CRAIGFLOWER farmhouse stands today with its quiet, unchanging dignity, a monument to sound workmanship. "Colwood" was torn down; "Oaklands" was burned to the ground: the Macaulay home disappeared without trace. "Craigflower" is the sole survivor of the four farm homes which were to the tenant farmers living in their one roomed cottages or huts, "the big houses" or "the manor houses" of Esquimalt. At the crossroads where today Admirals Road, Craig-flower Road and the Island Highway meet, the old house was built by Kenneth Mackenzie in a grove of fine maple trees, overlooking the placid waters of Portage Inlet and the Gorge. Its hand-hewn beams and hand-sawn timbers are sound, its forge-made nails still hold. The stout old door, iron-studded, with heavy hand-wrought hinges, was intended to protect the Mackenzie family from attacki1i.g Indians. The staunchly built house has resisted the weather for all but a century. It took the beauty of the farm site and its evident fertility to persuade Kenneth Mackenzie, a native of Rosshire, Scotland, to stay in the colony. Both he .and his wife were insulted at the poor accommodation provided for them on arrival at the Fort. Officers of the Hudson's Bay Company had some difficulty in dissuading them from taking their five children and all their household goods back to Scotland on the return trip of the Nornian Morison.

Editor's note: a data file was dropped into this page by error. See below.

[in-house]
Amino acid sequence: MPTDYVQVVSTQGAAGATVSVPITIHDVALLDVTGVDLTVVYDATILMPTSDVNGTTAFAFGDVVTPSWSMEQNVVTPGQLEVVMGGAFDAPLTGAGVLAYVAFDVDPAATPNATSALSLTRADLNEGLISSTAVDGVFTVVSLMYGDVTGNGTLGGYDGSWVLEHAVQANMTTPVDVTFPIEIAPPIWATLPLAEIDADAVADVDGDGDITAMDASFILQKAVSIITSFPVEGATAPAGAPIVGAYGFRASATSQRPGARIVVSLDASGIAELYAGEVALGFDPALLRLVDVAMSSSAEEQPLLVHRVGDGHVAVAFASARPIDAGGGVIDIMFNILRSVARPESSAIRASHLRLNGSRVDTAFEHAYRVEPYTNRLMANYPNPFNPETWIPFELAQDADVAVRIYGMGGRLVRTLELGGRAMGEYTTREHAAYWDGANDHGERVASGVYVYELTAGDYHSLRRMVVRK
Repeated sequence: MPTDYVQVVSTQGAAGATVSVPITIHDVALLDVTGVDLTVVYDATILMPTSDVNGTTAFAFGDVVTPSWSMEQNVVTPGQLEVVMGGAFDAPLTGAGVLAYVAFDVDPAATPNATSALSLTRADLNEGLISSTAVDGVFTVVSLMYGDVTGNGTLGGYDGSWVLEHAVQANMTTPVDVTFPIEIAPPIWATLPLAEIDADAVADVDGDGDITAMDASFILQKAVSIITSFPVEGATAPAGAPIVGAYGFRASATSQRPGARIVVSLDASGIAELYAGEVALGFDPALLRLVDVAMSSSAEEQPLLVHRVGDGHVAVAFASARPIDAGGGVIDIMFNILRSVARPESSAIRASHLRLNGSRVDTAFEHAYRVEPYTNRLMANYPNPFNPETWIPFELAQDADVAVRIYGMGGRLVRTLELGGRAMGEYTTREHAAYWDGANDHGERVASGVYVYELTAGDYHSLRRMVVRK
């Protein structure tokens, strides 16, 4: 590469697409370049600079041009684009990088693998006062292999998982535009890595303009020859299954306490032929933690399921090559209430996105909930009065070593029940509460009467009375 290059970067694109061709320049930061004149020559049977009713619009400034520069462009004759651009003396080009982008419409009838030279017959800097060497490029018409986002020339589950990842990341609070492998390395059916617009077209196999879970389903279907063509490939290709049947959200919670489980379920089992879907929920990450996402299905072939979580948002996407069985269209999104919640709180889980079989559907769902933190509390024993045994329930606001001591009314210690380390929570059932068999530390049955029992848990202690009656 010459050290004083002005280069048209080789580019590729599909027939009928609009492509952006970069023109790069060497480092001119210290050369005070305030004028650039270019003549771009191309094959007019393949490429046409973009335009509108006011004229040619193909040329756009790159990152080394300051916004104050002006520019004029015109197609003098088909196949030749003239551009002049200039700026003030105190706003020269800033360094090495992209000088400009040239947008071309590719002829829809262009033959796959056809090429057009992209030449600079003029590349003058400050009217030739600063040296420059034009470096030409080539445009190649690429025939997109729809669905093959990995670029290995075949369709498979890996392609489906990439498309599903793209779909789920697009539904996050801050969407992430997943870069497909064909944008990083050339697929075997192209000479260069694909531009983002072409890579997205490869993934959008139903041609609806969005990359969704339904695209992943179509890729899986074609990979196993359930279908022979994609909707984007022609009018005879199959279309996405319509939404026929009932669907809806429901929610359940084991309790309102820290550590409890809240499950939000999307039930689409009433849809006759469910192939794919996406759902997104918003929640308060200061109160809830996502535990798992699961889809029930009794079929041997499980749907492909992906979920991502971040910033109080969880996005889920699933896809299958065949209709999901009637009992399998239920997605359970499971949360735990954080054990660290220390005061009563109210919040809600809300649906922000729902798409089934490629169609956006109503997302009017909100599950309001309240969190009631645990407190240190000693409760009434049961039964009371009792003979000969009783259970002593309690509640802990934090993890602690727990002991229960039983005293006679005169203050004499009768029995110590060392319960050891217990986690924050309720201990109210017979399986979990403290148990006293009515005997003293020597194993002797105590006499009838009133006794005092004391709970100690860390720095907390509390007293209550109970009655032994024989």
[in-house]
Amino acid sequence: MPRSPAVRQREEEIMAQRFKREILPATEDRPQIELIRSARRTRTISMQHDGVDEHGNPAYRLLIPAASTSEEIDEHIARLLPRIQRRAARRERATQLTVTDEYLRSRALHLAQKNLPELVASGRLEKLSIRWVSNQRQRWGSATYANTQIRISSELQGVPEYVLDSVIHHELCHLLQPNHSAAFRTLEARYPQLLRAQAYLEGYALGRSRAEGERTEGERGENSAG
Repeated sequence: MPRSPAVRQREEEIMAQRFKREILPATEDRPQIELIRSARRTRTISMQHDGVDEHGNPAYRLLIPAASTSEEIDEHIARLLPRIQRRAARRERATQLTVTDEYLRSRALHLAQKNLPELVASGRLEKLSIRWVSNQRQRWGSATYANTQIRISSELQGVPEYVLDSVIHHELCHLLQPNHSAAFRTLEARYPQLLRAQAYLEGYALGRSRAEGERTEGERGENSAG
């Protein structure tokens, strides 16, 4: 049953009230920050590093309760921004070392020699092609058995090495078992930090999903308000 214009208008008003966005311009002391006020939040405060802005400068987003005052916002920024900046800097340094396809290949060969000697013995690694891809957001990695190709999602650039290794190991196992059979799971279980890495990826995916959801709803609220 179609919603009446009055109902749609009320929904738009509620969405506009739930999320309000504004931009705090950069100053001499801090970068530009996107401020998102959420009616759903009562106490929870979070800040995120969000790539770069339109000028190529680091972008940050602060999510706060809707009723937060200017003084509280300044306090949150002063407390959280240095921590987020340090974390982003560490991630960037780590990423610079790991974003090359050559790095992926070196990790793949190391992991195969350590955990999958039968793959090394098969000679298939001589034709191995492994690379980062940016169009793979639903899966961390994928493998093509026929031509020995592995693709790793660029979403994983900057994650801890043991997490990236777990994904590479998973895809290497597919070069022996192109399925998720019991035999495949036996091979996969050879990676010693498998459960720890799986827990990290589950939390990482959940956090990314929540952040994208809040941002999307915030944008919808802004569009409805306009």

Kenneth Mackenzie had brought with him, carpenters, blacksmiths and laborers, with their wives and families, twenty-five families in all. Machinery and tools came with them in the Norman Morison, so that work might be started without delay. With this help the walls and roof of the house were soon rising. The Mackenzies did not wait for the partitions to be built or the floor to be laid before moving in to their new home. There was a huge fireplace in the center of the house which served for heating and cooking. "Craigflower" was named by Kenneth Mackenzie after the farm in England owned by Andrew Colvile, Governor of the Hudson's Bay Company from 1852 to 1856. When finished "Craigflower" was a mansion for those days and rivalled even the Governor's residence for size and comfort. The lands of Craigflower Farm stretched from the Gorge and Portage Inlet to Esquimalt Harbor, and from Skinner's Cove to Thetis Cove, excluding the Songhees Indian Reserve on Plumper Bay. The south bank of the Gorge to the Constance Cove Farm line at the present Gorge Park belonged to Craigflower Farm, also the southern and western shores of Portage Inlet. Its produce could be freighted down the sheltered Gorge waters to the trading post at the Fort. The western boundary of the farm ran along the short trail across the narrow neck of land between Thetis Coye and Portage Inlet. Generations of Indians had carried their light cedar dugouts across this strip, scarcely a quarter of a mile wide, to reach the sheltered inner waterway. Later, officers and men from the naval ships anchored in Esquimalt Harbor, sometimes used this portage on their way to or from a visit to the Fort.